Sasha Bezzubov, “Albedo Zone”
April 5th - May 5th, 2019
Opening reception: April 5th 7-9PM
Front Room Gallery is pleased to present “Albedo Zone,” Sasha Bezzubov. “Albedo Zone” addresses questions of climate change through a series of black and white photographs that deal with the “Albedo effect”. The series consists of very light images of ice, and very dark images of water, making apparent the transformation of ice from an element that cools the planet into one that warms it. This work was made in Alaska, a part of the world where global warming and thawing are at their extreme. Alaska, as well as many Arctic regions and Antarctica contain massive volumes of water in the form of glaciers and sea ice. As the glaciers continue to melt, the rising sea levels may spell disaster for half of the world’s population that lives near the coast.
Bezzubov’s black and white photographs are beautiful, visceral, textural: The craquelure patterns on the horizon-less fields of arctic ice, flat and abstract, The viscosity of the (until recently frozen) water is tactile and inky black. These monochromatic landscapes are easy to relate to, elemental, yet so foreign; they might be the closest thing on earth to actually being in outer space. They are existential—they speak of our very existence on this planet.
Albedo is a measurement of light that is reflected by earth’s surface. Each type of earth surface reflects and retains light and heat in a different way. Ice and snow are the most reflective surfaces; they return the majority of sunlight that reaches them back into the atmosphere, thus preventing the earth from warming. Water, on the other hand, is one of the least reflective surfaces, retaining most of the light that reaches it, thus warming the earth. As the ice sheets, glaciers and sea ice throughout the world melt and become water, these areas transform from being the most reflective to the least reflective surfaces. This causes a feedback that creates further thawing, warming, rising water levels and desalinization, which is, in part, responsible for the climate disaster we face today. It is this transformation of ice into water that Albedo Zone photographs address.
Bezzubov likens photography (drawing with light), to the climate, which is wholly dependent on the reflectivity of surfaces. The objects that reflect the most light appear white and the objects that reflect the least light appear dark or black. The person most responsible for transforming this phenomenon into a technical/theoretical system is the mid-century American photographer Ansel Adams. Dividing the spectrum of reflectivity into eight to ten zones, Adams created a pedagogical method he termed the Zone System. He used this technical approach to create many iconic black and white images that, in their impeccable tonal range, defined his transcendentalist and romantic awe of nature and its creations. Bezzubov shares Adams’ awe of nature, and his use of the large-format camera but believes that it is imperative to represent nature as the endangered space that it is, while continuing to be aware of the power and beauty it still possesses.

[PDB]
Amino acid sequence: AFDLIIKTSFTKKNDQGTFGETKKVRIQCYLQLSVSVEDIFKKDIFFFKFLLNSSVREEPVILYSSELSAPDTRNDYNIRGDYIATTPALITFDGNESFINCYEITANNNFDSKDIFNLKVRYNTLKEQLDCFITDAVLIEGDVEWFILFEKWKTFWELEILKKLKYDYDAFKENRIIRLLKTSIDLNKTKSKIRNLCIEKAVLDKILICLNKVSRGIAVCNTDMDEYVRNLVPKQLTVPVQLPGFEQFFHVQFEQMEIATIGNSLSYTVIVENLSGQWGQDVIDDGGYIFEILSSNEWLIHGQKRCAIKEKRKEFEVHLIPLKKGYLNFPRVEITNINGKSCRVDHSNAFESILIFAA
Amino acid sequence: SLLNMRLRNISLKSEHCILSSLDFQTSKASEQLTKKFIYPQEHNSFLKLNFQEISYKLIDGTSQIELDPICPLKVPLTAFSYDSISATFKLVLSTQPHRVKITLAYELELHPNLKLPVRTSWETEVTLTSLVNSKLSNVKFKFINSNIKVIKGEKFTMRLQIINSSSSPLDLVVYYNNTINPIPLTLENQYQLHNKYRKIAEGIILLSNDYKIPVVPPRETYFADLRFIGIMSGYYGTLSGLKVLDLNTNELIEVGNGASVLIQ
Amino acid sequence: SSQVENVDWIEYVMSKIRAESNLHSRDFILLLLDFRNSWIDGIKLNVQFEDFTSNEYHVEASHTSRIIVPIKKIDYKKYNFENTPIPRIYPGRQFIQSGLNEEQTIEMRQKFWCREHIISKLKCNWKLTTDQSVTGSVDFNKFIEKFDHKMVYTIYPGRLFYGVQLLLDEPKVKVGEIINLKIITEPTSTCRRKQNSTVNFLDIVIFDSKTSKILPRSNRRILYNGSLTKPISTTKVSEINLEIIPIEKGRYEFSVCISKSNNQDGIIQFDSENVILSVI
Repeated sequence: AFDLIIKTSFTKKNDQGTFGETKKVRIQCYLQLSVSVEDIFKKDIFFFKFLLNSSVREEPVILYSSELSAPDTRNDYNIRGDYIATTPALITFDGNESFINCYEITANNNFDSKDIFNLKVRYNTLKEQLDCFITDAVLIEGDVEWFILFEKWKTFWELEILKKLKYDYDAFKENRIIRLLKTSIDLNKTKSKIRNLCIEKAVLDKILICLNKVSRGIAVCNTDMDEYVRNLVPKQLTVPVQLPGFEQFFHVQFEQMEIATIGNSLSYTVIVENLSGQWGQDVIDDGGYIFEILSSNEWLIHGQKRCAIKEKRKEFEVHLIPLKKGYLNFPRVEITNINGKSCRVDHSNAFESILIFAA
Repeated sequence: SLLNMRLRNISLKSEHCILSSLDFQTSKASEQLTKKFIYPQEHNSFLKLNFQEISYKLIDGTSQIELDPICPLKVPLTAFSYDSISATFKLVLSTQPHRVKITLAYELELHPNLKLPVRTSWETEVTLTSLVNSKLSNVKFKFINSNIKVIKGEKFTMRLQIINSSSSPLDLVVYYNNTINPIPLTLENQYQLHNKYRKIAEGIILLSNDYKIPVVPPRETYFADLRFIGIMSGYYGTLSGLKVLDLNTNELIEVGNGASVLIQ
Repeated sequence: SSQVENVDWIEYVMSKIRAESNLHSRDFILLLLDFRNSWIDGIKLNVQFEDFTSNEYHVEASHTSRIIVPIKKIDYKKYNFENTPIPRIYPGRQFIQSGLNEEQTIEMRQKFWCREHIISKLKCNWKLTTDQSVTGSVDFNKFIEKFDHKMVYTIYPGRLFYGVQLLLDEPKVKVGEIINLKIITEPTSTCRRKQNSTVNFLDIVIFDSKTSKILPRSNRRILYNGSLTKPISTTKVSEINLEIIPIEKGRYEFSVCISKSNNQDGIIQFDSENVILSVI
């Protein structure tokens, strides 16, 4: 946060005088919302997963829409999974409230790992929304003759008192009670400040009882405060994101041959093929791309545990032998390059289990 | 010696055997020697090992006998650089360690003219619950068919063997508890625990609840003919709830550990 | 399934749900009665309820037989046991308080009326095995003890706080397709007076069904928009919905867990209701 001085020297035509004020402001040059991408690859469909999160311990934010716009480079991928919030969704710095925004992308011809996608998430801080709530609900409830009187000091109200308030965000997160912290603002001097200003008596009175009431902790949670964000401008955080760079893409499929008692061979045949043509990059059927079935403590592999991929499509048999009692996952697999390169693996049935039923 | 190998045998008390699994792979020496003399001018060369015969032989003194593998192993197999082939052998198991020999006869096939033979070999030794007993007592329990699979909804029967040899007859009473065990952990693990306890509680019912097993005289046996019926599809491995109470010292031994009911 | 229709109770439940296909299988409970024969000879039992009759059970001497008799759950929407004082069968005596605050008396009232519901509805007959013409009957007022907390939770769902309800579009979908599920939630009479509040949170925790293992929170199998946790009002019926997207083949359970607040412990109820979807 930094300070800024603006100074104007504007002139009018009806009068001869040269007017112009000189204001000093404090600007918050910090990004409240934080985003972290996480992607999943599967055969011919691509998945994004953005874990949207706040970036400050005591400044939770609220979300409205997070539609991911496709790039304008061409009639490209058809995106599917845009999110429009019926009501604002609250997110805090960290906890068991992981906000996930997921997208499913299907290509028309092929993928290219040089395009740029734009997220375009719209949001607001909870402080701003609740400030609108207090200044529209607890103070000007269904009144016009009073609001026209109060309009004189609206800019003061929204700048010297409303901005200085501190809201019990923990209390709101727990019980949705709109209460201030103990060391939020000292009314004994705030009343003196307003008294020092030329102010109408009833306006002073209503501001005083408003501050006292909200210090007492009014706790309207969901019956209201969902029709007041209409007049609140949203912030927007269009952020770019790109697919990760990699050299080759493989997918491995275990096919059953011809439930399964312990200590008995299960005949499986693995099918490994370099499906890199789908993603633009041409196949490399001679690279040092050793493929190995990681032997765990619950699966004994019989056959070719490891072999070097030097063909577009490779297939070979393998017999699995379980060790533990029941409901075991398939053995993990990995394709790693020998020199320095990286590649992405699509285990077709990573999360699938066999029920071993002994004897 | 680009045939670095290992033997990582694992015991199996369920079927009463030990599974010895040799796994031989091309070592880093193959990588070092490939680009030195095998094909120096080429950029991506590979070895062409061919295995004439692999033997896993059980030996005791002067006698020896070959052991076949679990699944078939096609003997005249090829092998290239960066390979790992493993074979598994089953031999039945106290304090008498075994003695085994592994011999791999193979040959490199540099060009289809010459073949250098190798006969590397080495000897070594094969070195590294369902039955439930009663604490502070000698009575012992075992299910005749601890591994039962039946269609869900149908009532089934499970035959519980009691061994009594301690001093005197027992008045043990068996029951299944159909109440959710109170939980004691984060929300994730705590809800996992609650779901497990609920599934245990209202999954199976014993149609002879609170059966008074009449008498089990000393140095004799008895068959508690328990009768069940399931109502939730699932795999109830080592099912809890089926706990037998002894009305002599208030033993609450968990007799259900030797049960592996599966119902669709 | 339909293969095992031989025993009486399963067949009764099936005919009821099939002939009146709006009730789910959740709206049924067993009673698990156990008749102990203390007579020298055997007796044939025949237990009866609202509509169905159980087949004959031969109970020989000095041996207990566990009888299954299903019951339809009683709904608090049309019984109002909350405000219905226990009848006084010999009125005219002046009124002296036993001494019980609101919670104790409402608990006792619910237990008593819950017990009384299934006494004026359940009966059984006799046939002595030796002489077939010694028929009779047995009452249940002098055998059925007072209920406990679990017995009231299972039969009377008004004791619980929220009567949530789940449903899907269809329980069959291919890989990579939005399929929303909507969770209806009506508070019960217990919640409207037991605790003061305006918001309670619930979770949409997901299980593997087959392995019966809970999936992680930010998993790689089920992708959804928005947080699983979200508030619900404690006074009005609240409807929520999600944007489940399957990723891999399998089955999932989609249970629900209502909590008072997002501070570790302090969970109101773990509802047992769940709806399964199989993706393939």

Bezzubov is a two-time recipient of the Fulbright Scholarship Award. His work has been included in numerous solo and group exhibitions including International Biennial of Photography and Visual Arts (Liege, Belgium); Tucson Museum of Art; Museum Belvedere (The Netherlands); Herter Art Gallery (University of Massachusetts); Wavehill (New York); New Orleans Museum of Art; and Noorderlicht Photography Festival (The Netherlands).
In 2009 Nazraelli Press published Bezzubov’s monograph Wildfire (introduction by Bill McKibben). In 2011 Daniel Cooney Fine Arts published Facts on the Ground (introduction by Lucy Lippard) to accompany the exhibition. His work is in permanent collections of the Metropolitan Museum of Art, the Museum of the City of New York, and the Joy of Giving Something Foundation. Bezzubov’s work has appeared in the New York Times Magazine, Harper’s, The Telegraph Magazine, Esquire, Newsweek, Time, Art & Auction, and Details; and has received critical acclaim in The New Yorker, Freeze, The Village Voice, The Brooklyn Rail and Print. In 2012, The Sylvia Bongo Foundation invited Sasha Bezzubov to Gabon, Central Africa. Republic of Dust, the series of photographs that resulted from this experience was exhibited at Front Room Gallery (NY) in 2015. Sasha Bezzubov was born in Kiev, Ukraine. He received and MFA in Photography from Yale University. He lives in Brooklyn, NY.